How does point of view (including the narrator and his language) help to explain the irony and the related theme in "The Gift of the Magi" by O. Henry?

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In O. Henry's "The Gift of the Magi," the theme of the story is that of selfless giving from the heart, like that of the magi or wise men in the Christmas story. The irony, of course, is that Della sells her hair to buy Jim a watch fob ("fob chain") for his pocket watch, but Jim sells his watch to buy Della beautiful combs for her long, luxurious hair. In this case, each has sacrificed what was most dear to him or her for the other—which the other then cannot use.

The story is told in third person objective:

Narrator is unnamed/unidentified (a detached observer). Does not assume character's perspective and is not a character in the story. The narrator reports on events and lets the reader supply the meaning.

However, it is also noted that this storyteller is somewhat unusual—he is...

...a narrator with personality and presence.

The narrator (while not a character is the story), adopts a personality that connects to the reader:

...the story is told in another narrative voice that directly addresses the reader as ''you." It is almost as if the narrator is an additional character that is heard, but never seen, engaging the reader...

The narrator's style is informal: described by one source as "folksy"— to me he talks like a fairy tale. However, he also adds side comments throughout the story. This was done by Charles Dickens as well, and is called "authorial intrusion," which gives the story an added dimension. The narrator is like a third character, but only in the telling; and he concentrates more on Della's feelings.

Della's character is presented very much like a princess in need of a hero, as she sits down and cries...

Which instigates the moral reflection that life is made up of sobs, sniffles, and smiles, with sniffles predominating.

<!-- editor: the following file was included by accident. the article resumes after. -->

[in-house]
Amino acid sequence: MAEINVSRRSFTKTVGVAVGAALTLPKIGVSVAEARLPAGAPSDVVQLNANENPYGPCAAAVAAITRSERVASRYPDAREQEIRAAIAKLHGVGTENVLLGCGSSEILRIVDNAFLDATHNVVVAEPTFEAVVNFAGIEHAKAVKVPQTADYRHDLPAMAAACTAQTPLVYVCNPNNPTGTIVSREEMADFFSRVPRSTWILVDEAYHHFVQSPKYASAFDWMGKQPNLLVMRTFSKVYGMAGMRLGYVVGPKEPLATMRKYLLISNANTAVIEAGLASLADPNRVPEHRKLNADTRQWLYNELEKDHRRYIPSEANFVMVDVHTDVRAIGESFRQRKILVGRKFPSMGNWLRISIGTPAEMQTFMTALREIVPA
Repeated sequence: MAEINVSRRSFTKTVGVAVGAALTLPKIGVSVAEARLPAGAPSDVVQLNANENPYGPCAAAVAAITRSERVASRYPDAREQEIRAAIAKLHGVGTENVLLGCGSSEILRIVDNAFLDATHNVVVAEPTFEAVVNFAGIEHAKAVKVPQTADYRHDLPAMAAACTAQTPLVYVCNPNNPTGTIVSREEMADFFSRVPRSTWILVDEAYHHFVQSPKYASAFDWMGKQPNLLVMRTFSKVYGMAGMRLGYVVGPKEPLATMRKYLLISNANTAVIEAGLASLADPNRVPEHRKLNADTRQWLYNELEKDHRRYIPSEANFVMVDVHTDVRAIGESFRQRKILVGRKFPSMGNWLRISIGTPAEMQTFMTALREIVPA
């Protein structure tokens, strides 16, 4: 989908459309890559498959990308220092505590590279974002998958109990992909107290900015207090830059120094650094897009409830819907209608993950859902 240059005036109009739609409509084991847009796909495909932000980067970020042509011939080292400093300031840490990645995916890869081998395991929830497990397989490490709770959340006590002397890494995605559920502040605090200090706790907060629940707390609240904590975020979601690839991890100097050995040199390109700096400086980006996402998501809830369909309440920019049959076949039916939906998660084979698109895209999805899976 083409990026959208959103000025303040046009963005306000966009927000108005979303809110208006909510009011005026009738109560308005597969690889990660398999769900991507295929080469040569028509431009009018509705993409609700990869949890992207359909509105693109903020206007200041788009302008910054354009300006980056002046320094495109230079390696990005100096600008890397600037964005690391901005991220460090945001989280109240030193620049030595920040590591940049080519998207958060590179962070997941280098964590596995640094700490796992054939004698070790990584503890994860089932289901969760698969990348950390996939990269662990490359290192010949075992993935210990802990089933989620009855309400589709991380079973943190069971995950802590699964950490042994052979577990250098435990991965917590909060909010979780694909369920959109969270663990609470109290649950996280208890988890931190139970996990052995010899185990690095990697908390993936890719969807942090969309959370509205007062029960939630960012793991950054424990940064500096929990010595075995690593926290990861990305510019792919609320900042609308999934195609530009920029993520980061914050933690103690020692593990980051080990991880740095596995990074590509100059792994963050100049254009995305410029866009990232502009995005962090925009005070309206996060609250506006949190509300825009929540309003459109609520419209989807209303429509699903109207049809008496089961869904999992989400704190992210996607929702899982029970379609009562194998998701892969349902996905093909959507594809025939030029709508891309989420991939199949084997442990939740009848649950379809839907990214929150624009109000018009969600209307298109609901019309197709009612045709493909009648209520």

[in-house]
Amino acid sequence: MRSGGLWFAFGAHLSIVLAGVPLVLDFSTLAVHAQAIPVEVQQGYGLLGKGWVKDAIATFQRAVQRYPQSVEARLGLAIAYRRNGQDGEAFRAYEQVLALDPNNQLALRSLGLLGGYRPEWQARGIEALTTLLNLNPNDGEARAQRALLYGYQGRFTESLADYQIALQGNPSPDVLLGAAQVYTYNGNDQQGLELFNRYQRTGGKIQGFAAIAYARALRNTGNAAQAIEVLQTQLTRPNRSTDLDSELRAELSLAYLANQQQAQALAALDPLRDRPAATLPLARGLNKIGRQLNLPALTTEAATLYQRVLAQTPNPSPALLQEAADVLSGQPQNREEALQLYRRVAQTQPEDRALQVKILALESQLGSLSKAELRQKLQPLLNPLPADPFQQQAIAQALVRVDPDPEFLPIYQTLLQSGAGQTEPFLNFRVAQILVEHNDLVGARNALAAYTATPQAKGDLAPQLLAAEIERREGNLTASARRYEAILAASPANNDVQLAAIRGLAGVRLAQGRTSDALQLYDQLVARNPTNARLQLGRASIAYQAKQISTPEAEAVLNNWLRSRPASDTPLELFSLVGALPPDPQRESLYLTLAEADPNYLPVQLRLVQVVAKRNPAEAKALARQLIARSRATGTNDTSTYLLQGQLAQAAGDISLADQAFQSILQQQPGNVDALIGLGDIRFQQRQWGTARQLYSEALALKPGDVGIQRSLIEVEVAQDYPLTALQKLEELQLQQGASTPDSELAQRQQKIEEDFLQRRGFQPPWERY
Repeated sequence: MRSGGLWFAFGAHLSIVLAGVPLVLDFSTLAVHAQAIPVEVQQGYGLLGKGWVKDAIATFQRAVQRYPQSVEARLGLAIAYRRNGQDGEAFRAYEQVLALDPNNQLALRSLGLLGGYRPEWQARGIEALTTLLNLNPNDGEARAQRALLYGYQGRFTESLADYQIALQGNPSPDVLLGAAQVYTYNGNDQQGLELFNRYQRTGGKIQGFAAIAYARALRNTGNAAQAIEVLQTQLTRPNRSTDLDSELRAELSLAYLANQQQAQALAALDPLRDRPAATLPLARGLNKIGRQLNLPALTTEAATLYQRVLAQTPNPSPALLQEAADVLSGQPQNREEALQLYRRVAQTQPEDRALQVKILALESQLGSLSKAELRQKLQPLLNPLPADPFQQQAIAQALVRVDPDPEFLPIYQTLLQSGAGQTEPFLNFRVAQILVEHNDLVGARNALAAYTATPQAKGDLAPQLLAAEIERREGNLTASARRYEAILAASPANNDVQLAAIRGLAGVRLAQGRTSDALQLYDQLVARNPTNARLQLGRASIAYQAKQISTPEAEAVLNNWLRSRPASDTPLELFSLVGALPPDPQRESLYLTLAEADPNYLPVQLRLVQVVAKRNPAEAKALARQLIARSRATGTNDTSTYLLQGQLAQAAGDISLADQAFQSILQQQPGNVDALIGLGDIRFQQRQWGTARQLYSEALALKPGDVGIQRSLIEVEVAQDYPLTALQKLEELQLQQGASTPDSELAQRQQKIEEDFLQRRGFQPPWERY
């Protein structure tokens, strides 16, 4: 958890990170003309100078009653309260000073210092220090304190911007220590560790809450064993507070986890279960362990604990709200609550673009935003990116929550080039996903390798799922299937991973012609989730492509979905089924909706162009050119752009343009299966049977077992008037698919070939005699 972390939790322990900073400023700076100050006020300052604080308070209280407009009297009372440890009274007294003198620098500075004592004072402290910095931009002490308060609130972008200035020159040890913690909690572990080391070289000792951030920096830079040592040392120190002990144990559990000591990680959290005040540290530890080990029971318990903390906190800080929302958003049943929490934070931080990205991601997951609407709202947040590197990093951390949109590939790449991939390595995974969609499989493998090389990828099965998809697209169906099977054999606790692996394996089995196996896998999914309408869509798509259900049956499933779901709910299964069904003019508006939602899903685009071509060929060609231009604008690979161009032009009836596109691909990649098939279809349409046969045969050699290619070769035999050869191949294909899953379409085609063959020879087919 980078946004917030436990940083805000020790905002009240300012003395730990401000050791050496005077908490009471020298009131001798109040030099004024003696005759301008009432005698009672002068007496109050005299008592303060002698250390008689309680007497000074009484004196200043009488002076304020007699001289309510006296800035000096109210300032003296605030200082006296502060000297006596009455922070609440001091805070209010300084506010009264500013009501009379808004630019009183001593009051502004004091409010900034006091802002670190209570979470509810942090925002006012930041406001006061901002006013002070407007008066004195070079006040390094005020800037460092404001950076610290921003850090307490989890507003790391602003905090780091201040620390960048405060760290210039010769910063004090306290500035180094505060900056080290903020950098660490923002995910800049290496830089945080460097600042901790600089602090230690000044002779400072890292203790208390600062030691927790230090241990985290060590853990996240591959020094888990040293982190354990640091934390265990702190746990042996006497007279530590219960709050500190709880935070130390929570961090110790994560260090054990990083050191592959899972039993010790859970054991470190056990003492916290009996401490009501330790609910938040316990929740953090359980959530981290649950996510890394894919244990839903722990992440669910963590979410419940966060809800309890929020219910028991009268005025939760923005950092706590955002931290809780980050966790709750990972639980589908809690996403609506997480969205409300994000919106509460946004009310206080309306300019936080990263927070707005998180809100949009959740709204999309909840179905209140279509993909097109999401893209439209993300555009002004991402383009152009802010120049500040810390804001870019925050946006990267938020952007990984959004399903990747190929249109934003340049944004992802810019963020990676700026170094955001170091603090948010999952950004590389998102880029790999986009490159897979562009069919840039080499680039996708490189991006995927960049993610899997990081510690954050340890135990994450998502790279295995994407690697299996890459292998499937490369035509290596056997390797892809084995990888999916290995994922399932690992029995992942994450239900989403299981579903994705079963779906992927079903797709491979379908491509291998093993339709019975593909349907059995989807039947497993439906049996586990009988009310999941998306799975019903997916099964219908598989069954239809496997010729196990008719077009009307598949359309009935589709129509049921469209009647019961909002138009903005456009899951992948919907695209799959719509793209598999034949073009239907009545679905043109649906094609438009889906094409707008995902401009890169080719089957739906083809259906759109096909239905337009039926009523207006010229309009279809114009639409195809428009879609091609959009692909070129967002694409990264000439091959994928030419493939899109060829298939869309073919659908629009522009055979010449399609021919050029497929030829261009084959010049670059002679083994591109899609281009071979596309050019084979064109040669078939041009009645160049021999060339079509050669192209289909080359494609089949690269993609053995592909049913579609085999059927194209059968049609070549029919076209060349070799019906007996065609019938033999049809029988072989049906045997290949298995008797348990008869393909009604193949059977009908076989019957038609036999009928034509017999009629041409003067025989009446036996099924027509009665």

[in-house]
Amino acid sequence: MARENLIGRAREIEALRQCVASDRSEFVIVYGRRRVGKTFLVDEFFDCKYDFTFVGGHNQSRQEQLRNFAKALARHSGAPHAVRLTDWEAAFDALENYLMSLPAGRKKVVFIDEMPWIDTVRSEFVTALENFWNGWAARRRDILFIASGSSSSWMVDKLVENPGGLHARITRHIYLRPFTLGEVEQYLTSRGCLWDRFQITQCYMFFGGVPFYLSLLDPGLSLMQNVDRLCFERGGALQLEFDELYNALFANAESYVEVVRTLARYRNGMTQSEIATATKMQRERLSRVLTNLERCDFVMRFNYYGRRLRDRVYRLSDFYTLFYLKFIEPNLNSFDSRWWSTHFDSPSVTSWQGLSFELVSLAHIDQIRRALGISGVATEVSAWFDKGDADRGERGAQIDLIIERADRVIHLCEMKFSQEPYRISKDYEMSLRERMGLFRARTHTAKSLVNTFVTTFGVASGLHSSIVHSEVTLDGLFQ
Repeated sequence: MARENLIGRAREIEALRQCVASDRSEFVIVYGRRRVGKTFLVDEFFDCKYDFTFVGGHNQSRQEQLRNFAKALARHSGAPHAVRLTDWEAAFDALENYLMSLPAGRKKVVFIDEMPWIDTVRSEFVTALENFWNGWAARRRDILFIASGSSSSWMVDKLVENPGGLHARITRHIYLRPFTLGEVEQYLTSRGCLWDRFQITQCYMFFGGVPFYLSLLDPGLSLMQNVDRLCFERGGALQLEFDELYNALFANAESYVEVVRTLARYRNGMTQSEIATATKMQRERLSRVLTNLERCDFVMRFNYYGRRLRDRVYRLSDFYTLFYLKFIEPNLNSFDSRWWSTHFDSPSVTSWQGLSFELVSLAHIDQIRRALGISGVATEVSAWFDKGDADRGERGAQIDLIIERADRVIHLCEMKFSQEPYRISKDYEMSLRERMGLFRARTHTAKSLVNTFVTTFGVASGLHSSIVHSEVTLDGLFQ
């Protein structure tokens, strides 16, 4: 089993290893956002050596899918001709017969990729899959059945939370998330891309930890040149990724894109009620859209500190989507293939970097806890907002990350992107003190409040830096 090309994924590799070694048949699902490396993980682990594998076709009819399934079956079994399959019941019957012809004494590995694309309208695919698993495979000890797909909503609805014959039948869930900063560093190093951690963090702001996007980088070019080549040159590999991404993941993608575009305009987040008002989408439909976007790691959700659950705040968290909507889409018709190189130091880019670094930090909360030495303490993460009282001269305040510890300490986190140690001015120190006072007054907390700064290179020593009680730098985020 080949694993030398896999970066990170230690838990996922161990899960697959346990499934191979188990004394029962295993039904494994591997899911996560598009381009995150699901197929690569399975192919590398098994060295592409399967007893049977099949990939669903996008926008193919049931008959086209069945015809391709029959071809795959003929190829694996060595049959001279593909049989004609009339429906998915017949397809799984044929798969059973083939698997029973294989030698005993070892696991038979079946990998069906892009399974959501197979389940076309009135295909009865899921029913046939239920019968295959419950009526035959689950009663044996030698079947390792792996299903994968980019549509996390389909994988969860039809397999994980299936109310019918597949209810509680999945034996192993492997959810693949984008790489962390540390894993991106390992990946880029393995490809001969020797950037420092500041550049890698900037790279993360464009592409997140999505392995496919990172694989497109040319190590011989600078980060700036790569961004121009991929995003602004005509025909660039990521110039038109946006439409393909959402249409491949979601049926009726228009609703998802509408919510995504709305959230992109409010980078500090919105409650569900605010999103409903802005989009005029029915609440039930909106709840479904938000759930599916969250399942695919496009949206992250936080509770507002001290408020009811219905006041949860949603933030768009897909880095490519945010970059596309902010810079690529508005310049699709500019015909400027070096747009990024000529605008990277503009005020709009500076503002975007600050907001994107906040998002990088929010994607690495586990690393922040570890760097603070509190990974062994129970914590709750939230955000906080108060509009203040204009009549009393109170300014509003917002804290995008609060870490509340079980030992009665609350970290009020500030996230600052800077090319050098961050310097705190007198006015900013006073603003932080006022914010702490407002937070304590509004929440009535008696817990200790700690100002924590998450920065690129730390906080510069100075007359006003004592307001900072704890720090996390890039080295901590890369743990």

When Della goes to sell her hair, the narrator makes one think of a Disney princess with his description:

With a whirl of skirts and with a brilliant sparkle still in her eyes, she fluttered out the door and down the stairs to the street.

The imagery used supports this feeling:

Oh, and the next two hours tripped by on rosy wings.

With the mood that the language creates, the reader is probably not surprised by the story's outcome: for before the reader's eyes, a Christmas miracle takes place. Each of the young people gives up that which is dearest to him or her, as a gift from the heart. The irony is not lost on the audience, especially when the narrator likens the couple to the magi. Like them, the narrator notes:

And here I have lamely related to you the uneventful chronicle of two foolish children in a flat who most unwisely sacrificed for each other the greatest treasures of their house. But in a last word to the wise of these days let it be said that of all who give gifts these two were of the wisest. Of all who give and receive gifts, such as they are the wisest. Everywhere they are the wisest. They are the magi.

The narrator belittles his technique first by claiming his account is "lame," and then he resorts to some sarcasm, citing that they "unwisely" sacrificed; however, in the last several sentences, he points out the irony, and says that they gave most wisely: they are the magi—the wise ones. This, then, points to the story's themes of love and generosity:

It is more blessed to give than to receive. (Matt. 19:21)

Their joy comes from sharing, and along with the warm ending, the narrator provides a rich and wonderful tale—not the "lame" story he alludes to.


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